Two readers checked in with responses to the June 10 column to state what they like and do not like about Japanese baseball.
Rob Dorsey of Silver Spring, Maryland, has attended games in Japan and listed four things he favors and a couple he does not appreciate about the game as played by the Central and Pacific Leaguers.
What Dorsey likes best about Japanese baseball is the oendan — the organized cheering groups who take up sections in the bleachers.
He wrote, “I think it’s cool the way there are cheering sections for each team at each game. That’s something we don’t have at major league games. Even though I have no idea what they are saying, some of the cheers are catchy.
“Also, it’s interesting they cheer with the same frequency and intensity, no matter what the score or inning. This seems to be another case of the Japanese sense of duty. If you take on the duty of cheering, then you should perform it dutifully, no matter what.”
Curiously, Takeshi Shimazaki of Tokyo says the oendan is what he dislikes the most.
“I’ve been to several major league stadiums in the U.S. and find the atmosphere to be much more enjoyable than at Japanese ballparks. The oendan are too noisy and, when one team’s supporters stop cheering, the other team’s fans start up, so it is never quiet. They give me a headache.
“I think it is good to have the fans backing their respective teams, and they can make some noise — up to a point. But the Japanese oendan are too loud and, by about the seventh inning of a game when the cheering should be more intensified, I have had enough,” said Shimazaki.
Several years ago, while he was still playing for the Yomiuri Giants, pitcher Masumi Kuwata asked his team’s oendan to voluntarily tone down the noise during one game to see what it would be like. The fans cheered using their voices only; no drums, trumpets, tambourines, clappers, megaphones or other such sound-makers. It was strange, to say the least.
Like them or not, however, the oendan will be with us as long as baseball is played in Japan. As Dorsey said, it is the Japanese nature and sense of duty that keeps them going.
Dorsey also listed the beer girls as his second most likable thing about Japanese baseball, although he says he does not drink at the stadiums.
“Being a male, I like the young, cute beer girls, even though I never order beer at games,” he said.
Indeed most foreigners, male and female, get a kick out of the girls roaming the stands selling brewskies in highlight pen-colored outfits with the tanks of suds on their backs and nozzle to squirt the beer at the ready.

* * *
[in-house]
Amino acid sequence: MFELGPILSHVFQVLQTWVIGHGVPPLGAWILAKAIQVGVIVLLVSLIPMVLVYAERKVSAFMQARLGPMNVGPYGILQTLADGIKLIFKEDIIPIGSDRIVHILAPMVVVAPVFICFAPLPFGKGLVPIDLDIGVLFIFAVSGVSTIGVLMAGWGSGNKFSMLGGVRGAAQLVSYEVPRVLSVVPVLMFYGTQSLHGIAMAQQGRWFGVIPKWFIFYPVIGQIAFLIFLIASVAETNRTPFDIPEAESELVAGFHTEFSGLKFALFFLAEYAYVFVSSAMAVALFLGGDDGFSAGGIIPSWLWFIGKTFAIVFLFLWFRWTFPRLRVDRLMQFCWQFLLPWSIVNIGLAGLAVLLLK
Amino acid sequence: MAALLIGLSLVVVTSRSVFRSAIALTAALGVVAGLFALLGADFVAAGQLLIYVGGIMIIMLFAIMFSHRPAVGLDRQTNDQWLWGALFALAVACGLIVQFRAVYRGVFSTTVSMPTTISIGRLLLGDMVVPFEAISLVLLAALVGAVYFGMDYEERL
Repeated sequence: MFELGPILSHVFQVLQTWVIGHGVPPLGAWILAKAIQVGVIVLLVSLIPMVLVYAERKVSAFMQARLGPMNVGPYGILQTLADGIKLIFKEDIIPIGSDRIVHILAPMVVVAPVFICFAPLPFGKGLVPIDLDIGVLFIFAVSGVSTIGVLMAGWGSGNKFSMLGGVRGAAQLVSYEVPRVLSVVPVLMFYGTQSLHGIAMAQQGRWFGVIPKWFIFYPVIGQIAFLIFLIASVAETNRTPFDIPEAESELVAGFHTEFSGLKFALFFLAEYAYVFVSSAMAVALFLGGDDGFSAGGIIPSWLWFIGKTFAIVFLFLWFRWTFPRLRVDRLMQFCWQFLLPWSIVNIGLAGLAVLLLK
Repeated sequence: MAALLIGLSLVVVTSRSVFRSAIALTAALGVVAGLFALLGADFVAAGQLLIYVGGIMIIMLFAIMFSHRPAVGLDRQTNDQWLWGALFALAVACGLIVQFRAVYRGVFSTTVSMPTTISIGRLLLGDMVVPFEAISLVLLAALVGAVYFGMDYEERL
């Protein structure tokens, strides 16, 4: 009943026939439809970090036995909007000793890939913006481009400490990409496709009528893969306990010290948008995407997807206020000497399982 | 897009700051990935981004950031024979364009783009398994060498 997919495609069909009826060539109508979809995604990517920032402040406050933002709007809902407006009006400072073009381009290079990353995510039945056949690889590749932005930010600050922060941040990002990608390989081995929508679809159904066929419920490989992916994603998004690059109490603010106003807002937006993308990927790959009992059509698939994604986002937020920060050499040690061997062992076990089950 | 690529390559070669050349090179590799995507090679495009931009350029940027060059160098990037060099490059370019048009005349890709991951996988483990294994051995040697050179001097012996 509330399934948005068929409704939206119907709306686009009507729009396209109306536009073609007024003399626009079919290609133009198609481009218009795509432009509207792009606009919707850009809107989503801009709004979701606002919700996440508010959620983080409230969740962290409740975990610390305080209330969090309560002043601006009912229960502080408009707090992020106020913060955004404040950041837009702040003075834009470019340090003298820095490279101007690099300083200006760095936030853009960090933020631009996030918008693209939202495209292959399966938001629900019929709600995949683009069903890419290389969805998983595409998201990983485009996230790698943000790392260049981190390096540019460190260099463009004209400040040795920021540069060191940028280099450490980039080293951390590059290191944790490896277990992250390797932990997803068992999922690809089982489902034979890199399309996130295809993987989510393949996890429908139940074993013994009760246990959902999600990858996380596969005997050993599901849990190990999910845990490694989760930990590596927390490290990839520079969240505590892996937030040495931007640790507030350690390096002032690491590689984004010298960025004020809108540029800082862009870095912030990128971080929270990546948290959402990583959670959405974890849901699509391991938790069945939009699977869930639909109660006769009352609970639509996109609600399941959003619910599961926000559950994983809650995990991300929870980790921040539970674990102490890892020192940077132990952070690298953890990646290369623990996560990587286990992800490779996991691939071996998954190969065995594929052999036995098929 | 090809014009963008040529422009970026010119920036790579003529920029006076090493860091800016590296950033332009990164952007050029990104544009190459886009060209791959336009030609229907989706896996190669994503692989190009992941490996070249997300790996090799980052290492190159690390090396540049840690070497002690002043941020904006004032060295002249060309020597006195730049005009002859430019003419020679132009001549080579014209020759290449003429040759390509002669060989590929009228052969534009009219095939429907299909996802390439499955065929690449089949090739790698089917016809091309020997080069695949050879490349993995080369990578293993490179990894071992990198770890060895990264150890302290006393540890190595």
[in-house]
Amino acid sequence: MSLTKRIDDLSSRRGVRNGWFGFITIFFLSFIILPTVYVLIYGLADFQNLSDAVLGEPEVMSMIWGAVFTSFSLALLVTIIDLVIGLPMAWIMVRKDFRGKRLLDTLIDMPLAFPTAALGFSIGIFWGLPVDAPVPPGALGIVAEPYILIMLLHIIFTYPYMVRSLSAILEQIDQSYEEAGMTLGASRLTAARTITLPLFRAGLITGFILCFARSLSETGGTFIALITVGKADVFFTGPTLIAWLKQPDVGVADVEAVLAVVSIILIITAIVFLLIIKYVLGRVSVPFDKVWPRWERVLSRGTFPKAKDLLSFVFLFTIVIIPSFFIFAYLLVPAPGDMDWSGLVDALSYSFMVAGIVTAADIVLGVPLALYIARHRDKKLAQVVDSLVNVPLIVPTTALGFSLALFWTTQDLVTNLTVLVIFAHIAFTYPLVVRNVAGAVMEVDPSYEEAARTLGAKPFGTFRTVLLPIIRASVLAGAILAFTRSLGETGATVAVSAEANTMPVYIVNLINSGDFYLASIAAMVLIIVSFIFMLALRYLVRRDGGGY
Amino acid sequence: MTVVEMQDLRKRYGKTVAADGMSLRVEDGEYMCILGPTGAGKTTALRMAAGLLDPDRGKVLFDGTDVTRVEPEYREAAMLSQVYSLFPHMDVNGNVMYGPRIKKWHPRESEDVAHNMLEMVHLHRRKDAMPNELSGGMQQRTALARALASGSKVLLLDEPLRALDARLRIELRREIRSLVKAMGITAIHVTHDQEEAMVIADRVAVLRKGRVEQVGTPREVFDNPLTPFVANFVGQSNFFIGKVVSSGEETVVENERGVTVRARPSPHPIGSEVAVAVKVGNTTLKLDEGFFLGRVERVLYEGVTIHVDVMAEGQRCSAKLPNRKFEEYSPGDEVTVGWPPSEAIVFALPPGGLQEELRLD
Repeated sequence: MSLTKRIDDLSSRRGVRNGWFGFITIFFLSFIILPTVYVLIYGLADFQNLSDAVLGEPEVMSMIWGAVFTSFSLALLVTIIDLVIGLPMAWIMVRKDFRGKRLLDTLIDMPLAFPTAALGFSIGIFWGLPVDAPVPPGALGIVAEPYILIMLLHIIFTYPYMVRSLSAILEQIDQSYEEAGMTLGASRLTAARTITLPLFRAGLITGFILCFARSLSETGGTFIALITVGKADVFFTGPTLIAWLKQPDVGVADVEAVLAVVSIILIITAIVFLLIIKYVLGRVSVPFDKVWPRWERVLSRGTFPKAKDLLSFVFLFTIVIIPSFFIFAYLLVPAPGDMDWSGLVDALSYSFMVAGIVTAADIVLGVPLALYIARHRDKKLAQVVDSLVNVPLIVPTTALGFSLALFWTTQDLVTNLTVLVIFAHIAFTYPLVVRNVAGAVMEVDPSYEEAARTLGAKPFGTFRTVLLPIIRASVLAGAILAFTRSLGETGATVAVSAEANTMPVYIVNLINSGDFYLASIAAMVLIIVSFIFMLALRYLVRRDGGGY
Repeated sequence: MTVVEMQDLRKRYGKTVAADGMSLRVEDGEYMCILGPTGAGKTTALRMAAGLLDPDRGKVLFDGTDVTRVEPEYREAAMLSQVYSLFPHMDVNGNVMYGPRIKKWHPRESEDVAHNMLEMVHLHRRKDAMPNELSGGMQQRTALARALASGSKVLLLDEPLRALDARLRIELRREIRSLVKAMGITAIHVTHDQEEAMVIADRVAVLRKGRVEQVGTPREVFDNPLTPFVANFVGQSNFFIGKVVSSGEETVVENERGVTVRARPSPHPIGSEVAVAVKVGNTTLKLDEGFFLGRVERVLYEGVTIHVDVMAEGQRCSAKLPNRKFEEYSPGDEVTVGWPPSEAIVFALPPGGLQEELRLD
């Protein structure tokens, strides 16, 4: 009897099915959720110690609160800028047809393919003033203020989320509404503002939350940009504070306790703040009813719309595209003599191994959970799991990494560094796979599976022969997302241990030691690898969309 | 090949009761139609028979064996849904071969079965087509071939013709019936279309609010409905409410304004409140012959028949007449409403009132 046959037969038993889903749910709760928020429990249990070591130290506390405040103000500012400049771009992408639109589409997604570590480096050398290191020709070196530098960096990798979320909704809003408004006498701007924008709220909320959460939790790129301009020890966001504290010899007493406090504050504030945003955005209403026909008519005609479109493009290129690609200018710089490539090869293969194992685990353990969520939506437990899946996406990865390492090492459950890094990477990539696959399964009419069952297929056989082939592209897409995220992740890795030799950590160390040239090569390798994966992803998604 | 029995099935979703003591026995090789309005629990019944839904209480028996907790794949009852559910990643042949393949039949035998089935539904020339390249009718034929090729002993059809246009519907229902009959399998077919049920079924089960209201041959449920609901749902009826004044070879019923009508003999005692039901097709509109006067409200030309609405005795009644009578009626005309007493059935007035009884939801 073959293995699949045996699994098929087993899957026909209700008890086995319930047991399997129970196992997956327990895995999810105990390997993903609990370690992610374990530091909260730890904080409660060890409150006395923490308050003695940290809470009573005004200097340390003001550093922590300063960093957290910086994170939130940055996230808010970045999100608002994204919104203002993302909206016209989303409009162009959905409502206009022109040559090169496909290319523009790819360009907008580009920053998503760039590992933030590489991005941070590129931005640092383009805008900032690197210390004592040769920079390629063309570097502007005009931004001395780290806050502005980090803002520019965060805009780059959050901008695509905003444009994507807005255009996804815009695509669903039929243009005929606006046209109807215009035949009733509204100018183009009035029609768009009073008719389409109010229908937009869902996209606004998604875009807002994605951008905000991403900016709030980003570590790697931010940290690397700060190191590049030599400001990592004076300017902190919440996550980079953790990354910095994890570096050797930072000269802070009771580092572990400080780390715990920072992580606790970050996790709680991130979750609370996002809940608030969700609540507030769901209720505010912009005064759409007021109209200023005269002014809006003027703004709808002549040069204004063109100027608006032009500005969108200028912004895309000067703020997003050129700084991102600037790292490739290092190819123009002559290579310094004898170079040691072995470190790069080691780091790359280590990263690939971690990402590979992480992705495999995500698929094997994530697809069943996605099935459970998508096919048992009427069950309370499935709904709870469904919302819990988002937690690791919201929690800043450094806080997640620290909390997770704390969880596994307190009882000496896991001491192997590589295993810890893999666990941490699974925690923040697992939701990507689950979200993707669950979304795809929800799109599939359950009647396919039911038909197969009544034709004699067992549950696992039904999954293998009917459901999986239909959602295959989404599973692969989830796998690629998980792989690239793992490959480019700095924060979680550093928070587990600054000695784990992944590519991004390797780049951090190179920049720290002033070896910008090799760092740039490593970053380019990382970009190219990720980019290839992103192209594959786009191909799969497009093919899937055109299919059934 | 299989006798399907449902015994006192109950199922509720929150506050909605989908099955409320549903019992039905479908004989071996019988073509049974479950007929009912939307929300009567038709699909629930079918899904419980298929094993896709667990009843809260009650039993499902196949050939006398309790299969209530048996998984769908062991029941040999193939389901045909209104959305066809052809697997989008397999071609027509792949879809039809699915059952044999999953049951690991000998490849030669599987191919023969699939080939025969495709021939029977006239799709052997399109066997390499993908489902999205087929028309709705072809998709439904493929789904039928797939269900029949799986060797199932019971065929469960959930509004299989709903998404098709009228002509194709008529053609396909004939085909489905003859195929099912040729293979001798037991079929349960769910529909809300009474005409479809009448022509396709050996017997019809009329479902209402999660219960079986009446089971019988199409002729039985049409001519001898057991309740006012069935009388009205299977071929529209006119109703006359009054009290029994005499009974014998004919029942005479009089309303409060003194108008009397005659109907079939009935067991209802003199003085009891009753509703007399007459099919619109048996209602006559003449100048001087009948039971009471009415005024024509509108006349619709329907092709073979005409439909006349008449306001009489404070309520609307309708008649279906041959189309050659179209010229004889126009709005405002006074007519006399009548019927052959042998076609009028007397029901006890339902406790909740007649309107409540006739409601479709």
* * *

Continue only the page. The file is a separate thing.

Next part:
A few years ago, an American woman who visited Japan and attended a game at Tokyo Dome wrote to ask if she could buy one of the beer girl outfits, including cap, shirt, shorts, knee socks and the tank, to use as her Halloween costume. The answer was no.
Dorsey also said he likes the fact fans can go anywhere in the stands without exiting.
“Most of the Japanese stadiums I’ve seen seem to be this way. It’s kind of convenient to be able to walk from the top row to the row next to the field without having to exit the stands and re-enter on another level,” he wrote.
Not sure what he means here, unless he’s talking about pre-game batting practice when spectators are allowed to go down near the field. During the games, fans are required to show their ticket stubs to enter certain sections of the stands. You can’t buy a cheaper ticket and then sit anywhere you like in the ballpark.
Finally on Dorsey’s list of “likes” is the fact playoff rules in Japan give a real advantage to higher seeded teams. Yeah, like the home-field advantage for every game during the two stages of each league’s Climax Series.
What he does not like about Japanese baseball is artificial turf, but who does?
Certainly not the players and their knees.
“I think baseball should be played outside on natural grass,” he said. “Half of the Japanese stadiums are domes, and even some of the non-domes (such as Jingu Stadium in Tokyo, home of the Yakult Swallows) have artificial turf.
“That is one thing MLB has on Japan; only one non-retractable dome (Tampa Bay) and only two stadiums with artificial turf,” Dorsey noted.
His other negative about Japanese baseball is a lack of display of names in English during broadcasts. “When I watch Japanese games (for example, on Justin.TV), it is difficult to tell who is batting, because the name captions are in Japanese, and the camera shots of the batter usually do not show the name on the back of the jersey,” he complains.
About all I can say here is this is Japanese baseball, and the telecasts, whether on TV or online, are going to be geared to the Japanese fans. During the 1980s and through 1992, several TV stations in Japan aired games in English during the bilingual era which came and went.
As late as last season, American resident-in-Japan Bill Bickard called play-by-play in English for the BS-11 channel on a select number of Pacific League games, but there is no word so far of any games to be carried in English this year.
Our thanks to Rob Dorsey and Takeshi Shimazaki for weighing in with their thoughts on what is good and not so good about Japanese baseball.
Contact Wayne Graczyk at: Wayne@JapanBall.com